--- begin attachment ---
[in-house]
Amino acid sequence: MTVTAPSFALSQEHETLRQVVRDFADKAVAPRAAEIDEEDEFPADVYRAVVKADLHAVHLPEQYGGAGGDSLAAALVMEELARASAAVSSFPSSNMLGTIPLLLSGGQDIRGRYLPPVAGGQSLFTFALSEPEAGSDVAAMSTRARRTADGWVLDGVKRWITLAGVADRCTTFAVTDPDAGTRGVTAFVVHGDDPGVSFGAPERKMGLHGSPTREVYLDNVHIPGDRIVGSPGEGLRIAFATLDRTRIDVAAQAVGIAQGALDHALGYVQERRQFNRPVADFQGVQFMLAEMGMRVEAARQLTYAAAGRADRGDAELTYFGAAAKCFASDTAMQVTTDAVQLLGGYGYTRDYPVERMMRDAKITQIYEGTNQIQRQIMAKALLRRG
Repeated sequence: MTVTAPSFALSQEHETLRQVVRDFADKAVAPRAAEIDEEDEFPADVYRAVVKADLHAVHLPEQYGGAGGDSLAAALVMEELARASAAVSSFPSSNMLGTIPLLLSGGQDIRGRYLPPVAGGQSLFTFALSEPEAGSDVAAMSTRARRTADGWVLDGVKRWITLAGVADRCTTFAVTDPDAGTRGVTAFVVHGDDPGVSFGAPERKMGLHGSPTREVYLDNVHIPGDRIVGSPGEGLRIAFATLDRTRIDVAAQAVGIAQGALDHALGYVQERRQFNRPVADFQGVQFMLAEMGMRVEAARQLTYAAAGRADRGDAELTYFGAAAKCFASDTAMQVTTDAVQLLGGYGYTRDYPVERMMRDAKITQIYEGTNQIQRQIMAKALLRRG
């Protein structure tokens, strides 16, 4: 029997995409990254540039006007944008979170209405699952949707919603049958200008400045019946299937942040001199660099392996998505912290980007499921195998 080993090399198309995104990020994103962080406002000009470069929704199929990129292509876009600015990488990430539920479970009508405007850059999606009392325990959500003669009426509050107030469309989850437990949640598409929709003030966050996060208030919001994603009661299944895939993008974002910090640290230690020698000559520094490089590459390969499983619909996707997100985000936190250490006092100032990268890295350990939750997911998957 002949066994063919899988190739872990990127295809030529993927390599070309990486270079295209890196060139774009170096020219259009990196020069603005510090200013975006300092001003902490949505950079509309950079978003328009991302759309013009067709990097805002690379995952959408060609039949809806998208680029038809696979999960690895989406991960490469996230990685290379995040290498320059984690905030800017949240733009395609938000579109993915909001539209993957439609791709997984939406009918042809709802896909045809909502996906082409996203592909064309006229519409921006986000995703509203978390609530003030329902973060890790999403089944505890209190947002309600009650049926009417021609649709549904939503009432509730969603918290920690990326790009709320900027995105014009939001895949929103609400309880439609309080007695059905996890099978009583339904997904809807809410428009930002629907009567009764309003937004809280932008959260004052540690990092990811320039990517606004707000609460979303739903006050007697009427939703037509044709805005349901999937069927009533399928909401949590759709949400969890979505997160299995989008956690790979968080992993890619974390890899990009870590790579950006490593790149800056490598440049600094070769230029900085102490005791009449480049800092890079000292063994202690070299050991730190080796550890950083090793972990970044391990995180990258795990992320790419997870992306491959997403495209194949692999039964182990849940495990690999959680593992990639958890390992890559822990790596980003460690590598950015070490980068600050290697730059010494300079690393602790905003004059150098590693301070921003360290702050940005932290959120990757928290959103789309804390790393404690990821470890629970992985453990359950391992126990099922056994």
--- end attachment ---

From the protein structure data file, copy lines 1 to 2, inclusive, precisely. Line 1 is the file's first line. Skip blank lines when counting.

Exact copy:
[in-house]
Amino acid sequence: MTVTAPSFALSQEHETLRQVVRDFADKAVAPRAAEIDEEDEFPADVYRAVVKADLHAVHLPEQYGGAGGDSLAAALVMEELARASAAVSSFPSSNMLGTIPLLLSGGQDIRGRYLPPVAGGQSLFTFALSEPEAGSDVAAMSTRARRTADGWVLDGVKRWITLAGVADRCTTFAVTDPDAGTRGVTAFVVHGDDPGVSFGAPERKMGLHGSPTREVYLDNVHIPGDRIVGSPGEGLRIAFATLDRTRIDVAAQAVGIAQGALDHALGYVQERRQFNRPVADFQGVQFMLAEMGMRVEAARQLTYAAAGRADRGDAELTYFGAAAKCFASDTAMQVTTDAVQLLGGYGYTRDYPVERMMRDAKITQIYEGTNQIQRQIMAKALLRRG